A dog-lover in Yangon has opened a refuge for almost 200 canines to take them off the streets – and, potentially, save them from being smuggled abroad.
By HTUN KHAING | FRONTIER
IT WAS a tip-off on social media that convinced Ma Myat Thet Mon to travel from Yangon to Mandalay several years ago. Her mission: to search for a group of almost 200 dogs that she had heard were about to be smuggled over the border into China.
Investigating the situation on the ground, Myat Thet Mon eventually found the dogs crammed into small cages in a small village on the outskirts of Mandalay. She believed the dogs, who were being kept in appalling conditions, were being prepared to be transported to the Lychee and Dog Meat Festival, also known as the Yulin Dog Meat Festival, a highly controversial event held in Yulin, in China’s Guangxi Province, each June.
Activists have called for the events’ cancellation for several years, but without luck. Organisers and sellers argue that the dogs are killed humanely, and that eating a dog is no different to consuming chicken, pork or beer. Meanwhile, the festival’s critics say that the dogs are smuggled from other towns – including those in Myanmar – and transported in small, cramped cages before being brutally killed. Many of the dogs killed at the festival are also believed to be household pets that have been stolen from family homes.
“I didn’t even know about the route of trafficking dogs into China before. I only found out through investigating,” Myat Thet Mon told Frontier.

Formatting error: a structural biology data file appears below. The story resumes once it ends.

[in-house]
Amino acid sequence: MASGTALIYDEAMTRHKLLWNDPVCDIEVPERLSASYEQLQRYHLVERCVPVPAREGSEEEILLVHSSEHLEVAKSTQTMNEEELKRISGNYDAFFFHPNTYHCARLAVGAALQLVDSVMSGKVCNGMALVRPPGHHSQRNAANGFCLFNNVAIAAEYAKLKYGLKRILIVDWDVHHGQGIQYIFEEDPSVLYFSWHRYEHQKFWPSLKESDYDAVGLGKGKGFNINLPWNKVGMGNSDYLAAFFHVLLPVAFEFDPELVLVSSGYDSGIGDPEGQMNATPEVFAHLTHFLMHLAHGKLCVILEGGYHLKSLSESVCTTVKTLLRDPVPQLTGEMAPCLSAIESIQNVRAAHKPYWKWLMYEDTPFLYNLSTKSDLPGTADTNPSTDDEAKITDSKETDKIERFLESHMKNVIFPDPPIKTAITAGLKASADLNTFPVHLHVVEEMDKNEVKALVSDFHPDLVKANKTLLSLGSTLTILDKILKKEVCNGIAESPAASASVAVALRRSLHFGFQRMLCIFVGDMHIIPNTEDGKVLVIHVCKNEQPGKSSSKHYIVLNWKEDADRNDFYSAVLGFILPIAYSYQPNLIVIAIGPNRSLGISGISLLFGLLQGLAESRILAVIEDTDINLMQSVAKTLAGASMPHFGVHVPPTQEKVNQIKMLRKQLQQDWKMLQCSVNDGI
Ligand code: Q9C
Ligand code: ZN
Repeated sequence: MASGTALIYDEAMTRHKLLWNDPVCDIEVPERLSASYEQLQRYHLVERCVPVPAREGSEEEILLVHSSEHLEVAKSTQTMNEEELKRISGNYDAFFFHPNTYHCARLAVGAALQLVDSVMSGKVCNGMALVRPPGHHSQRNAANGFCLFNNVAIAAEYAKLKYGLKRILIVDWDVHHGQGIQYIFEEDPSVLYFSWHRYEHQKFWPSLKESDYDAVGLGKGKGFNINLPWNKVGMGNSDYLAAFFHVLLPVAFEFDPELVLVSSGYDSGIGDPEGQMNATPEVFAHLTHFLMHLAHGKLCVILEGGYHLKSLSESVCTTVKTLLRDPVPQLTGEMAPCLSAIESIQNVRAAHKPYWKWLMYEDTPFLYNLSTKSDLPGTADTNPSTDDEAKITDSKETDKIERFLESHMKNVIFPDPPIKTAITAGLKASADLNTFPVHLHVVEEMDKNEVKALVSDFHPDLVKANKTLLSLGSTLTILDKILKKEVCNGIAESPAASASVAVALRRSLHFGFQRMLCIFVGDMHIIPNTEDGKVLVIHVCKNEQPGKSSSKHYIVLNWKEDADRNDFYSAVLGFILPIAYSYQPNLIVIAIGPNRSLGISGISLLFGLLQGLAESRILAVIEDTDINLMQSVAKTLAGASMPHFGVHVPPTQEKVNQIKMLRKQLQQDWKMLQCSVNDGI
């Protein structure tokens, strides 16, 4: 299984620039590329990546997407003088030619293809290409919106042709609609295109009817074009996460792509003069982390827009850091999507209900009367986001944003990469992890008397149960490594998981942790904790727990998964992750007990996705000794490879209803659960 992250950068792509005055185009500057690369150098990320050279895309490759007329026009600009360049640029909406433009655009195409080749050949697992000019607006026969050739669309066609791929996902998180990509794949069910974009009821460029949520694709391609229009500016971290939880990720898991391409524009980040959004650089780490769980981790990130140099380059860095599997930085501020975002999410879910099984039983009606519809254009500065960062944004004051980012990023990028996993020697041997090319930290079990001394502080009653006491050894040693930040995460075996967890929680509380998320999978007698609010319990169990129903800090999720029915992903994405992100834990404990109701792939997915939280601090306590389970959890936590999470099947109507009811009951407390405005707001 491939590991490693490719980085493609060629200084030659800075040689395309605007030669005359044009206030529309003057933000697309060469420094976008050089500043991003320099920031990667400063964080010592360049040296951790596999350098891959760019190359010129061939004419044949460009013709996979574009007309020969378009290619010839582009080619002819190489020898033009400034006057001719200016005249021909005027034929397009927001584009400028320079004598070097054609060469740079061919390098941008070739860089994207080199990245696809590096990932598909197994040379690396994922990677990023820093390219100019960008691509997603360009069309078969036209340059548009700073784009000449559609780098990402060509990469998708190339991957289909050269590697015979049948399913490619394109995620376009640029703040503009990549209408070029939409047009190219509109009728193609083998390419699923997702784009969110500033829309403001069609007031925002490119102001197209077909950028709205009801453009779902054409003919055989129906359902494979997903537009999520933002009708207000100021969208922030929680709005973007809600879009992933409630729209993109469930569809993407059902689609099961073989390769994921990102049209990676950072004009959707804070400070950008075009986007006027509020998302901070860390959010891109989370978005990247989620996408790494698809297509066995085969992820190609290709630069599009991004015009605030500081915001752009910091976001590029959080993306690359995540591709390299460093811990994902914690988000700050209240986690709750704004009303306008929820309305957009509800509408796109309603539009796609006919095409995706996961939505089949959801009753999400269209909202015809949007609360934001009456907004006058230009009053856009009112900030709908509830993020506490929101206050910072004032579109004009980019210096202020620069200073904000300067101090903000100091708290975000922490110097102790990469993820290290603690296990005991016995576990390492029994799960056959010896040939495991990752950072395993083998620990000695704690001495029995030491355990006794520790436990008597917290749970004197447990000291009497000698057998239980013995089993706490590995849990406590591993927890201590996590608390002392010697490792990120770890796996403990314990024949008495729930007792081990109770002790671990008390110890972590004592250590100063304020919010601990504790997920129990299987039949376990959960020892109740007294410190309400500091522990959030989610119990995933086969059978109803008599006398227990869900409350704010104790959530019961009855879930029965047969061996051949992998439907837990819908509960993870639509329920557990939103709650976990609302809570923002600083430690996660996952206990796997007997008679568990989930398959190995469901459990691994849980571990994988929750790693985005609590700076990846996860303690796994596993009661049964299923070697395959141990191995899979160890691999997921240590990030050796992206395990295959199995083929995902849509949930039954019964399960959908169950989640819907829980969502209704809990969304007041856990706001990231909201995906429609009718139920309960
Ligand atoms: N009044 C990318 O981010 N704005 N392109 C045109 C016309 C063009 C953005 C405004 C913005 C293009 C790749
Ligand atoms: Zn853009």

Once she made the discovery, Myat Thet Mon approached the police, but they were reluctant to take any action.
“They didn’t dare to crush the gangs that were trafficking dogs,” she told Frontier.
Myat Thet Mon was persistent though and after she made several complaints to the police they eventually arrested the culprits.
Even though the dogs had been prevented from meeting a potentially grisly end at the festival in China, they were still not free, she said.
“When I asked [the police] to give the dogs to me, they refused, saying that the dogs were an important part of evidence,” she said.
Myat Thet Mon waited several weeks for the dogs to be released. It was only after she convinced a prominent monk in Mandalay Region to write a letter to the government that the authorities relented and allowed her to take care of the dogs.
“According to the figures, there were about 180 dogs [initially captured], but there were 139 dogs left when they handed them over to me. About 40 dogs died during one or two months,” she said.
Even when authorities agreed to hand over the dogs, the process was complicated – and murky. The handover was conducted at night and authorities warned Myat Thet Mon that it could not go ahead if she was unable to meet them at a certain time of night.
She was able to meet the government’s demands, but then had the issue of deciding what to do with almost 200 dogs. She eventually decided to open a refuge for stray dogs back in Yangon.
It’s difficult to put a number on how many stray dogs there are in Myanmar. A state-run media report published in September 2016, citing figures from as far back as 2003, put the figure at 3.48 million. A recent article by The Guardian said there were an estimated 120,000 stray dogs in Yangon alone.
In the past, authorities have dealt with stray dogs by poisoning them, but the practice has come in for fierce criticism from animal rights groups. Critics of the programme have urged authorities to instead conduct a “spay-neuter-release” strategy.
Myat Thet Mon initially tried to establish her refuge in Thanlyin Township, but was forced to close it after complaints from neighbours. She now keeps nearly 200 dogs at the centre in Hlegu Township, about 50 kilometres (30 miles) north of downtown Yangon.
Reliant on private donations, Myat Thet Mon said she is facing financial difficulties in providing food and medicine for the dogs, but despite the challenges she is determined to keep the centre open.
“I have no reason why, but I love dogs. I cannot bear to see a dog suffering in pain.”